Guidance for Managing the New Feed the Future Indicators
To prepare for Feed the Future’s new monitoring and evaluation framework under the Global Food Security Strategy (GFSS), implementing partners (IPs) explore both challenges and strategies to help guide Feed the Future programs during this transition. The recent posts highlighted below offer practical steps and advice that IPs can take now to ensure a smooth transition process.
Feed the Future recently underwent a shift to its second phase of implementation, guided by the GFSS that was developed following the Global Food Security Act of 2016. Feed the Future released a revised common results framework and a host of both new and modified standard performance monitoring indicators in March 2018. In this post, Fintrac’s M&E team explores critical aspects of the new guidance and implications on implementing partners, focusing specifically on what has changed, key features of the revised indicators, potential challenges and where we go from here.
With reporting season and the fiscal year-end quickly approaching, Fintrac’s M&E team introduces a handful of practical steps that implementing partners can take right now to help ensure a smooth transition under the new GFSS guidance. This post covers the following areas: (1) mapping out the transition, (2) proposing changes to the Mission, (3) contract modifications and budget changes, (4) implications for MEL budgets, (5) collecting baseline data, (6) setting targets, and (7) updating routine data collection systems.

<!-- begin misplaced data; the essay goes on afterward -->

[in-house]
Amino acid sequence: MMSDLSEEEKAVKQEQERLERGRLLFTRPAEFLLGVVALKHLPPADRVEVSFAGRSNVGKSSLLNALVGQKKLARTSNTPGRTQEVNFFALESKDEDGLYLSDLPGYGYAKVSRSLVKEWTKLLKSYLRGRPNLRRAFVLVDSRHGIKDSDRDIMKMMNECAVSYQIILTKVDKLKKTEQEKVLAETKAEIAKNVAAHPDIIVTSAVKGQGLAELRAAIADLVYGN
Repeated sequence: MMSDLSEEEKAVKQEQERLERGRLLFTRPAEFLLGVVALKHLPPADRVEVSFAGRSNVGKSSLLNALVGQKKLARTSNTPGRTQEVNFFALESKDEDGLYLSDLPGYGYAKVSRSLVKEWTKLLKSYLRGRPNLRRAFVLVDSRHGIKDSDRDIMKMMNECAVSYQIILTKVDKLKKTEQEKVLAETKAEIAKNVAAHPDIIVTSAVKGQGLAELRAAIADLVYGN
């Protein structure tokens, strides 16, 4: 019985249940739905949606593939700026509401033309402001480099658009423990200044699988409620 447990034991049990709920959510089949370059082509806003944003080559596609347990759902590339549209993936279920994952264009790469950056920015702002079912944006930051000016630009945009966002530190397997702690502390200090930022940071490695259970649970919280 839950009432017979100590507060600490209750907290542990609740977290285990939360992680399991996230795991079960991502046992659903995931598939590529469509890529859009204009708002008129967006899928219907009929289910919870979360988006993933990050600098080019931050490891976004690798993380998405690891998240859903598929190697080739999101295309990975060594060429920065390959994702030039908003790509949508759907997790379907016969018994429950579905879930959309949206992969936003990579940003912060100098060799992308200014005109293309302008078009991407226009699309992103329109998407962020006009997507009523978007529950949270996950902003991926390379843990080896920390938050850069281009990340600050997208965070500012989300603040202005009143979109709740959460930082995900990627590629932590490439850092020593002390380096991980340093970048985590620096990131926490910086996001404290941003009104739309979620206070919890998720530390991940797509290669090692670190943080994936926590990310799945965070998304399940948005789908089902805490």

The new Feed the Future MEL framework involves indicators that track stakeholders across agricultural value chains. In this post, the Land O’Lakes M&E team discusses how Feed the Future is encouraging IPs to measure changes across the entire market system, stressing how important it is for all projects—especially ones taking a market systems approach—to have a clear, detailed and dynamic theory of change. Many standard performance indicators measured by IPs have changed and are now better able to capture market systems changes. Feed the Future is also encouraging IPs to develop custom indicators and other qualitative approaches to measure more nuanced changes in their projects. The new context indicators, plus the standard indicators measured at the Zone of Influence and national levels, will also assist IPs to capture market systems changes. Finally, Feed the Future is emphasizing the need to analyze, learn and adapt, and USAID’s Collaborating, Learning and Adapting (CLA) framework will help IPs do that.